New off road vehicles are set to be used to grit 11miles (18km) of York’s cycle network this winter.
If successful, the pilot could be extended across the city to help keep cyclists safer in winter conditions.
A report detailing the pilot will be taken to a public meeting on Thursday 19 September, for approval to start during the winter season between November and March.
The pilot includes using two different vehicles to grit 11miles (18km) of cycle network, using small all-terrain vehicles including a quad bike and a gator type machine.
The trial is welcome but rather distracts attention from other more pressing issues facing cyclists.
Many cycle paths are currently obstructed by overhanging hedge and tree branches. Unchecked weed growth has also reduced path widths as has the failure of the Council to systematically “edge” verges.
Perhaps the most pressing issue though is potholes. These affect some cycle lanes and many inner sections of carriageways – the surfaces most used by cyclists.
It is now 10 years since the last major programme of cycle margin maintenance works took place in the City.
The Council says that, “Popular cycle routes have been chosen for the de-icing trial, including the new Scarborough Bridge and other off road bridges too.
The introduction of the new smaller vehicles will ensure the networks are effectively gritted. Off road cycle networks are often difficult to grit or salt because cycles don’t have the same weight or action as a vehicle tyre. Effective gritting works by vehicles driving over the grit with their tyres which beds the grit into the snow and ice.
Whilst cars or heavy vehicles generally follow the same tyre path. Cycle tyres are much thinner and therefore these typical treatments are less effective.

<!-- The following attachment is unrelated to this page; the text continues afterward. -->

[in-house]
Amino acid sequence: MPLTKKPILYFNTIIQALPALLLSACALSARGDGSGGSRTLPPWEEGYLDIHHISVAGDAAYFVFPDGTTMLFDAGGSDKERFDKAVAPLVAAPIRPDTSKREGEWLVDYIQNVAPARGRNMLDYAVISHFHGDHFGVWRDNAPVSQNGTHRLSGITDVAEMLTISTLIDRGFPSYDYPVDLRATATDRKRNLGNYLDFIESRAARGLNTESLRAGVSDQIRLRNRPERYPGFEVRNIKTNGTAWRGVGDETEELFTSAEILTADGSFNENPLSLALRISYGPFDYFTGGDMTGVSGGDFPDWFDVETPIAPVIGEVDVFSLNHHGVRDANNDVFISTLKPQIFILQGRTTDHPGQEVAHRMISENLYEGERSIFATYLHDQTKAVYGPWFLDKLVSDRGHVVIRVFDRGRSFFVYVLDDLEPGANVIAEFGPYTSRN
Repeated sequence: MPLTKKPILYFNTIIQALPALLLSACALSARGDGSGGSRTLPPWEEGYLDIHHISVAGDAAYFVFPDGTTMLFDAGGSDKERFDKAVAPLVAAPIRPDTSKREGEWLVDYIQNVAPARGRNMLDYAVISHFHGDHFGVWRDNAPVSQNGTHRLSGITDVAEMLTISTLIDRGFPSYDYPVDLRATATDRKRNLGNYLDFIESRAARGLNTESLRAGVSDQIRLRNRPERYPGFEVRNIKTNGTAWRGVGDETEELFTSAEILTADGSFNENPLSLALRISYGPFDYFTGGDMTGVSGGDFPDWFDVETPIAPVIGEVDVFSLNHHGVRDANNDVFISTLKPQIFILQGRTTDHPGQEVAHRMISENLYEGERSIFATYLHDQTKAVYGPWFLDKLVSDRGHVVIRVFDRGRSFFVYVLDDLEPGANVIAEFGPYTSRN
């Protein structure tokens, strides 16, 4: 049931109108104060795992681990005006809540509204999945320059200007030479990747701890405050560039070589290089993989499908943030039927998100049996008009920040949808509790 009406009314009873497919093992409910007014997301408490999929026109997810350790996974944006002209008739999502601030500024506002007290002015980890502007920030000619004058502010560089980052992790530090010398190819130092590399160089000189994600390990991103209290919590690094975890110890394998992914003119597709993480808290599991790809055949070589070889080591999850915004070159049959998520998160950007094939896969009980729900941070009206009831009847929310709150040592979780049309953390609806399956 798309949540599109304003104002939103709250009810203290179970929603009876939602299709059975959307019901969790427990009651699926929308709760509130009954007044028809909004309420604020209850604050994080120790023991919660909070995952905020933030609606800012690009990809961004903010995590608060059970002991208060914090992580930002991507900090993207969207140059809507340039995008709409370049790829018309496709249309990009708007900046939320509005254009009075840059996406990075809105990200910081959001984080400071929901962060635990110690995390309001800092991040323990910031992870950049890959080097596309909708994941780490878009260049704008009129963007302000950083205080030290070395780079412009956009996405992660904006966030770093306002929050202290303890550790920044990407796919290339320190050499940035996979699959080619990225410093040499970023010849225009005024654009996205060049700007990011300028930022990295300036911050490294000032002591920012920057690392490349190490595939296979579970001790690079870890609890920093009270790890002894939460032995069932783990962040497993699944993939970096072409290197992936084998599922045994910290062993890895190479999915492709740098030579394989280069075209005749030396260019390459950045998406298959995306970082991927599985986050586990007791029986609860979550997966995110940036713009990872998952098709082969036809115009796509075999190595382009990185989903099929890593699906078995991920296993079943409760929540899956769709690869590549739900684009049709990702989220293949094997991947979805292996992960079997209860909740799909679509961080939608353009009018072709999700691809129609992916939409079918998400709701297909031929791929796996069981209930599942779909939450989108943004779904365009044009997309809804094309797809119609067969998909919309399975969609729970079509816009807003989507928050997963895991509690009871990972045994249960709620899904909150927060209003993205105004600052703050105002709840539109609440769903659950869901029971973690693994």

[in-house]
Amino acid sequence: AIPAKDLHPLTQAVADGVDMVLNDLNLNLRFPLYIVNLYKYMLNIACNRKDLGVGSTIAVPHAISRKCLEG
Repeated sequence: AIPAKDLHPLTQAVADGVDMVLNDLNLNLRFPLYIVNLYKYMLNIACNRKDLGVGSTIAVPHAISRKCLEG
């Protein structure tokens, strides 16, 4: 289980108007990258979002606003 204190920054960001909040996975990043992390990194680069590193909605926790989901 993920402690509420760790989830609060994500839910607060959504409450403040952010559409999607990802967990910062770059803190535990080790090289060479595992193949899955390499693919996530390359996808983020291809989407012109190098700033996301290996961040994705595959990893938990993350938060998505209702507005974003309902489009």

For the pilot, the council will hire the vehicles and if, following the pilot, the council decides to roll this scheme out across York, it will look to purchase new vehicles to the council’s fleet.
The cost of the pilot is estimated to be £42k. This will be met by the current winter maintenance budget which is £401k.
By its nature the winter maintenance budget is not predictable, in 2018/19 there was an underspend of £61k. Should this not occur in 2019/20 there is a winter maintenance contingency available of £258k, in addition to the annual budget, which could be utilised.
This pilot will not formally be part of the council’s Winter Service Plan, but will run alongside this a pilot. After the winter the pilot will be assessed and considered for formally incorporating into the Winter Service Plan”.
Preparing for the winter season:
The council has stockpiled 3,000 tonnes of grit, which is stored in its grit barn at Hazel Court depot.
On average, crews spread around 4,500 tonnes of grit per season, over 75 road treatments (gritter runs).
Each season, crews treat eight routes across the highway, covering 365km of York’s road network, including 22km of priority footpaths and, when recourses allow, 58km of cycle network.
The decision session takes place on Thursday 19 September at West Offices from 2pm and is open to members of the public or is available to watch later online from: www.york.gov.uk/webcasts
A copy of the report can be read by clicking here